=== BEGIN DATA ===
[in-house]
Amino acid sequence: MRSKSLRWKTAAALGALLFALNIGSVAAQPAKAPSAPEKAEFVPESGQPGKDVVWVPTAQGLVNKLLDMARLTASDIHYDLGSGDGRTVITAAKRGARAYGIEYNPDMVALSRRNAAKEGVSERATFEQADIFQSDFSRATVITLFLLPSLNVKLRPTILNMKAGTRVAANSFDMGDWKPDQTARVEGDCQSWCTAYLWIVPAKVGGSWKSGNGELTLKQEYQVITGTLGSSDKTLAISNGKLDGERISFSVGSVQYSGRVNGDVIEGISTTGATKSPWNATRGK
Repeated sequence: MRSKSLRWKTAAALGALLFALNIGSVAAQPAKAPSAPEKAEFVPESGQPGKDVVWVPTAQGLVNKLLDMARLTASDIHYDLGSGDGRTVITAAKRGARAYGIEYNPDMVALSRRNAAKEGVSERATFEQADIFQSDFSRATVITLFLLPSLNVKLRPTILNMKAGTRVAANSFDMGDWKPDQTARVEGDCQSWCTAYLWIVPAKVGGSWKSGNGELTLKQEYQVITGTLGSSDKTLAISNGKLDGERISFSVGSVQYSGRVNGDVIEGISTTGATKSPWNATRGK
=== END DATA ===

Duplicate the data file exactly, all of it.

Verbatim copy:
[in-house]
Amino acid sequence: MRSKSLRWKTAAALGALLFALNIGSVAAQPAKAPSAPEKAEFVPESGQPGKDVVWVPTAQGLVNKLLDMARLTASDIHYDLGSGDGRTVITAAKRGARAYGIEYNPDMVALSRRNAAKEGVSERATFEQADIFQSDFSRATVITLFLLPSLNVKLRPTILNMKAGTRVAANSFDMGDWKPDQTARVEGDCQSWCTAYLWIVPAKVGGSWKSGNGELTLKQEYQVITGTLGSSDKTLAISNGKLDGERISFSVGSVQYSGRVNGDVIEGISTTGATKSPWNATRGK
Repeated sequence: MRSKSLRWKTAAALGALLFALNIGSVAAQPAKAPSAPEKAEFVPESGQPGKDVVWVPTAQGLVNKLLDMARLTASDIHYDLGSGDGRTVITAAKRGARAYGIEYNPDMVALSRRNAAKEGVSERATFEQADIFQSDFSRATVITLFLLPSLNVKLRPTILNMKAGTRVAANSFDMGDWKPDQTARVEGDCQSWCTAYLWIVPAKVGGSWKSGNGELTLKQEYQVITGTLGSSDKTLAISNGKLDGERISFSVGSVQYSGRVNGDVIEGISTTGATKSPWNATRGK